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How farmers keep newborn calves safe from sub-zero temperatures

Despite the frigid temperatures, mother nature doesn't wait when it's time for baby calves to be born

BLUE GRASS, Iowa — Despite the frigid temperatures outside, mother nature doesn't wait when it's time for baby calves to be born. Diamond P Ranch in Blue Grass says it plans on having calves this time of the year to beat the spring rains, but the arctic blast is making things more complicated this year.

"There’s lots of heat lamps running. A lot of coats going on," said Kim Powell, who described herself as a "farmer's wife and a momma." 

"It's stuff that we typically don’t have to do, but everybody’s pulling out all the stops to make sure that everybody’s taken care of," Powell said. 

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As long as the mother cows are eating, they can withstand the sub-zero temperatures and maintain a body temperature of about 100 degrees.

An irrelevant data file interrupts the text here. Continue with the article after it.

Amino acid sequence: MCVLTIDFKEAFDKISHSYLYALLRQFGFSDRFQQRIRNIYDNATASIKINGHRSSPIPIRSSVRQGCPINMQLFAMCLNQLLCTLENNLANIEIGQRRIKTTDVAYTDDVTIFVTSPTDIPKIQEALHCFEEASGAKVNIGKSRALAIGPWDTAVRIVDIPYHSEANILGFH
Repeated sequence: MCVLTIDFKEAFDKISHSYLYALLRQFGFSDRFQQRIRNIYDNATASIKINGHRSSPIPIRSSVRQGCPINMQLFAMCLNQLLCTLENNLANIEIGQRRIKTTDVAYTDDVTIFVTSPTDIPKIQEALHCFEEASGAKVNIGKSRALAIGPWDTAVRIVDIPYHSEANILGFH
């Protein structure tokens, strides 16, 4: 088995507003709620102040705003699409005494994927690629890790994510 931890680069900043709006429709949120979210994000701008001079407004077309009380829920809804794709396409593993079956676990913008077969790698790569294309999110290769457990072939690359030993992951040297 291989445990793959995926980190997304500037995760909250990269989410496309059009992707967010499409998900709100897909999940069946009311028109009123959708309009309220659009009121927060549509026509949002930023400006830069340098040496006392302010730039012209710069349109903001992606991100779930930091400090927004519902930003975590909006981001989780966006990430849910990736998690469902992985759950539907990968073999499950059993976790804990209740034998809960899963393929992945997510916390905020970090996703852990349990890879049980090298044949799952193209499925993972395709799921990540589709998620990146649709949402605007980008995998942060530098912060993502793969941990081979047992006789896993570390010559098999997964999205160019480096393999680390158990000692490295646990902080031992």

"They eat for heat. Their body will generate heat," Powell said.

But the calves need more help. On their first day on earth they fall from a toasty 100 degrees in the mother's womb to the cold hard ground.

RELATED: What livestock farmers have to do to prepare animals for extreme cold

"So we’ll let mom lick those calves a little bit, but of course they’re wet. So we’ll scoop them up and we’ll put them inside a special box that we have called a 'hot box,'" Powell said.

With tender loving care, the calves are dried and cleaned. Their hair is blowdried before returning to mom with a warm new overcoat. After a few days, they can sit under a heatlamp on their own for more warmth.

But, like the winter cold, the special treatment is only temporary.

"They will stay with mom for about the first six months. And at about six months mom’s really over it," Powell said.

Hereford cattle mature in a little more than a year. Then, they are harvested for their beef.